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Cancellation of tax exemption - Analysis

Before you get into the analysis, we suggest reading 1st part of the "Cancellation of tax registration" series here, which gives a background of cancellation situations under section 12AB and possible consequences.


Analysis of cancellation provisions

(a) Exhaustive list of situations


The language used in section 12AB (4) shows that the situations mentioned are therein exhaustive. Therefore, the tax department cannot cancel the registration on any other grounds not covered by the prescribed list of “specified violations”.


For instance,

(i) merely because a business of a charity is covered by the proviso to section 2(15) (say, for exceeding 20% business receipt threshold) and therefore, it loses exemption under section 11, the tax department cannot cancel its tax registration on the ground of such violation of the proviso to section 2(15).

(ii) while benefit to an interested party under section 13(3) could lead to loss of exemption to the extent of such benefit, violation of section 13 cannot be a ground for invoking cancellation of registration.


(b) Limitation for taking cognizance of violation


The section does not specify the time limit within which the tax department can invoke the power of cancellation. For instance, a charity spends outside its objects in FY 2022-23. In such a case, can the tax department notice this violation in FY 2030-31 and cancel the registration with retrospective effect from FY 2022-23?


It could be argued that every authority is required to exercise the power within a reasonable period. What would constitute a reasonable period would depend upon the facts of each case [GOI v. Citedal Fine Pharmaceuticals, 1989(3) SCC 483].


(c) Whether “reasonable cause” for violation is an exception?


Unlike the power of cancellation under old section 12AA(4), “reasonable cause” for violation is not expressly spelt out as a ground to not cancel the registration. Therefore, a question may arise whether the tax department should refrain from cancelling the registration if the charity is able to demonstrate that there was a reasonable cause (such as wrong advice, etc.) for the violation.


For instance, if the charity spends its income on an activity which it feels is within its objects, based on an expert’s opinion. Can the assessee argue that the expert’s opinion was “reasonable cause” for it to spend on a particular activity and the tax department cannot cancel the registration if subsequently it is held that the activity was outside the objects?


(d) Will the cancellation be with retrospective effect?


After examining the documents or information and making enquiries, the PCIT/CIT may pass an order cancelling the registration for the previous year in which a specified violation has taken place “and all subsequent previous years” [section 12AB(4)(ii)]. This suggests that the cancellation can be made with retrospective effect for the year of violation as well as all the subsequent years, even if no specified violation has occurred in those years, leading to reassessment of those years as well.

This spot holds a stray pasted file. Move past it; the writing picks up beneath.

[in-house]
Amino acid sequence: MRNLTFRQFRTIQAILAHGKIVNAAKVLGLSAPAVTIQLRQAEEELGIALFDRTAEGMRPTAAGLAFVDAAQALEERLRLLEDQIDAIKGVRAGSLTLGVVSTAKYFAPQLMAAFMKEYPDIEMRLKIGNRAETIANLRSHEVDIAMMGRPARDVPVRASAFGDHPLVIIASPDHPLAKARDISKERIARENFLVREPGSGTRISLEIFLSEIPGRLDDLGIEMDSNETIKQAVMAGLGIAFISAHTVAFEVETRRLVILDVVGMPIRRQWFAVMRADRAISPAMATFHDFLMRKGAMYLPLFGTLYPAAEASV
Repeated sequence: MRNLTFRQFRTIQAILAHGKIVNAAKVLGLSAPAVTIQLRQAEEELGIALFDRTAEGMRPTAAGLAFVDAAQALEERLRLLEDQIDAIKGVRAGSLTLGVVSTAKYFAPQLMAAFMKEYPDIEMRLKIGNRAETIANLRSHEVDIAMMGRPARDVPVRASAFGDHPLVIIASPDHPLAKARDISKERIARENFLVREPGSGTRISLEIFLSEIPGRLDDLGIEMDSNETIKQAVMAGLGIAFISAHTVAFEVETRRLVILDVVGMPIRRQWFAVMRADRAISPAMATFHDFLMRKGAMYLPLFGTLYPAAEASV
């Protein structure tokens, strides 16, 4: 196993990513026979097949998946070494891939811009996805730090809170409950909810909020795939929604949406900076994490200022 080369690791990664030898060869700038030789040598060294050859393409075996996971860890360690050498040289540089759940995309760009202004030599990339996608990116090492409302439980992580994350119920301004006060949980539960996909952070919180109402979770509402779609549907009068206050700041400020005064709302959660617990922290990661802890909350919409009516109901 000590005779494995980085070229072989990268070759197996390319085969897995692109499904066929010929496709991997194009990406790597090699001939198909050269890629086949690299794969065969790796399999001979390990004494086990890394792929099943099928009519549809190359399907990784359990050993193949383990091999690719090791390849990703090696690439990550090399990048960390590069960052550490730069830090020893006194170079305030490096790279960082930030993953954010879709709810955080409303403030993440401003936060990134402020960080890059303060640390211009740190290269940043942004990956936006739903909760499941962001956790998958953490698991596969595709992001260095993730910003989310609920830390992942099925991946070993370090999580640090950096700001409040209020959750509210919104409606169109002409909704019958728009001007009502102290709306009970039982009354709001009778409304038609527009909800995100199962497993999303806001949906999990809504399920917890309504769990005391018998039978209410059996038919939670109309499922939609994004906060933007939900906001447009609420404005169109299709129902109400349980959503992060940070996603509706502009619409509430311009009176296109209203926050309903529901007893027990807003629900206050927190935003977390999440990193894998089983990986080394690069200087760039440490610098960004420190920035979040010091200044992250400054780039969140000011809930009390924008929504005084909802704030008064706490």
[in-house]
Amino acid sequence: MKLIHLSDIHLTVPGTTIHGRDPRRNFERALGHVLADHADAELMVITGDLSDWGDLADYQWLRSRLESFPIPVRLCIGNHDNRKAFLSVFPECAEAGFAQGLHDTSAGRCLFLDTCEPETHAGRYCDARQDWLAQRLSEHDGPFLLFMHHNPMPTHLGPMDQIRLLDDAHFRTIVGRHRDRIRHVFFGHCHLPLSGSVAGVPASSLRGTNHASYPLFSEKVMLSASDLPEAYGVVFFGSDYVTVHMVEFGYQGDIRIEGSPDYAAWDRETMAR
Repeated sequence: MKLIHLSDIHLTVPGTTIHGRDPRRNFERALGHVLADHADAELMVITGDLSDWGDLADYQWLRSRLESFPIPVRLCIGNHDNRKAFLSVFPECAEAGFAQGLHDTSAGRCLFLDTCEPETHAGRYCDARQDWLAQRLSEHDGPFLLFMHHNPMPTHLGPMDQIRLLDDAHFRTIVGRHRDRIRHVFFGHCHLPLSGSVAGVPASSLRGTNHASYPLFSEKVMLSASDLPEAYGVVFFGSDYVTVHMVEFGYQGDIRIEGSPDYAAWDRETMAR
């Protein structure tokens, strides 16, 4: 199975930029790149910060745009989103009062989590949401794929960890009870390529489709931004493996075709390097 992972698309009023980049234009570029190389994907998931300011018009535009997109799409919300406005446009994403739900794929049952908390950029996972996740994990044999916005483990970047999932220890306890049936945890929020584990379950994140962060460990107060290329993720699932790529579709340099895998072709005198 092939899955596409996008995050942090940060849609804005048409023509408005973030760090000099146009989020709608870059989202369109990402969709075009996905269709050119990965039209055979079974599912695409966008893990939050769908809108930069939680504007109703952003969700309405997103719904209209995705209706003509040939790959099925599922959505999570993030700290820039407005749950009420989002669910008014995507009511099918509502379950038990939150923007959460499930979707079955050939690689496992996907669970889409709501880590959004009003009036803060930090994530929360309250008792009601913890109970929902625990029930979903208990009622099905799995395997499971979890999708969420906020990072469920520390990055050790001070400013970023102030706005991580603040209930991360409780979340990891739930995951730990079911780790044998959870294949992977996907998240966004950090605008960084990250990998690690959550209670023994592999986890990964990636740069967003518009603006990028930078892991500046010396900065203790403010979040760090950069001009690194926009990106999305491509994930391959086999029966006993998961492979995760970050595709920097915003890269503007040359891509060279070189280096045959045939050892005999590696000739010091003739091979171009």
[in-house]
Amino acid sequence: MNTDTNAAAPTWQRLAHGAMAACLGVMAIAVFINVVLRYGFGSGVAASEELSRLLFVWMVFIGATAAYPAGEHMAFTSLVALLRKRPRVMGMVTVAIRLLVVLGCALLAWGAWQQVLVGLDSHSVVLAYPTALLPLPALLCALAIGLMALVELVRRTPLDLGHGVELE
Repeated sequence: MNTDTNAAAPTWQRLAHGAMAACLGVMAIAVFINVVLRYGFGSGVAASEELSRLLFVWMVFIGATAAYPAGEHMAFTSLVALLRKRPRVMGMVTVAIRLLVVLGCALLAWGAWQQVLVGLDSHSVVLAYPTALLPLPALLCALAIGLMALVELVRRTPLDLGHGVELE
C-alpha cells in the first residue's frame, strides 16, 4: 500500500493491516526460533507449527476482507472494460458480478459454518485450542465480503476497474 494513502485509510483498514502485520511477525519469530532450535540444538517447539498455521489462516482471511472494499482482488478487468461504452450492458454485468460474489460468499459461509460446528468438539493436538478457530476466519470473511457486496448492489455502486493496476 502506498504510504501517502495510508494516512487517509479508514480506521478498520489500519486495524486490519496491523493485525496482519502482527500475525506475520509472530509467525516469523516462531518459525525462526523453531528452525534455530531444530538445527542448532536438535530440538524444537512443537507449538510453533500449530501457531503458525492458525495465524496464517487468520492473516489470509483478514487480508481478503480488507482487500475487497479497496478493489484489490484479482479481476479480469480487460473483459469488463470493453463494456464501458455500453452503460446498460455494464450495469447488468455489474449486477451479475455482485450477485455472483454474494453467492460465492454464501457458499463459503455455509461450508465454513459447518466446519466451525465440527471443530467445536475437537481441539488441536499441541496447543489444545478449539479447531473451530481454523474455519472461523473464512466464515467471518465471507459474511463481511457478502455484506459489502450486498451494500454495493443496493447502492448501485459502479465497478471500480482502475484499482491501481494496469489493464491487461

To illustrate, a charity having only educational objects has applied some of its income for “medical relief” in FY 2023-24. Subsequently, it realises that such application is outside the objects, and it does not apply any part of its income to the object of medical relief from FY 2024-25 onwards. In FY 2026-27, the PCIT/CIT notices that the violation had occurred in FY 2023-24. In such circumstances, the PCIT/CIT may cancel the registration with effect from 1st April 2023. Consequently, the charity will lose its registration and exemption for the years FY 2024-25 to 2025-26 also, although no specified violation has occurred in those years.


(e) Time limit of 6 months to pass the cancellation order


The section requires that the cancellation order has to be passed before the expiry of a period of six months calculated from the end of the quarter in which the first notice is issued by the tax department [section 12AB(5)].


(f) Appeal to ITAT against the cancellation order


A charity aggrieved by the order passed by PCIT/CIT, may appeal to the Appellate Tribunal against such order within sixty [60] days from the date of such order [see section 253(1)(c)].


 

Related posts

1. Some points to keep in mind for each of situations is given here.

2. Background of cancellation of tax registration is given here.


Disclaimer

This article is intended for general information only and does not constitute legal or other advice, and you acknowledge that there is no relationship (implied, legal or fiduciary) between you and the author and Aria CFO Services LLP. Aria CFO Services LLP and the author does not claim that the article's content or information is accurate, correct or complete, and disclaims all liability for any loss or damage caused through error or omission.

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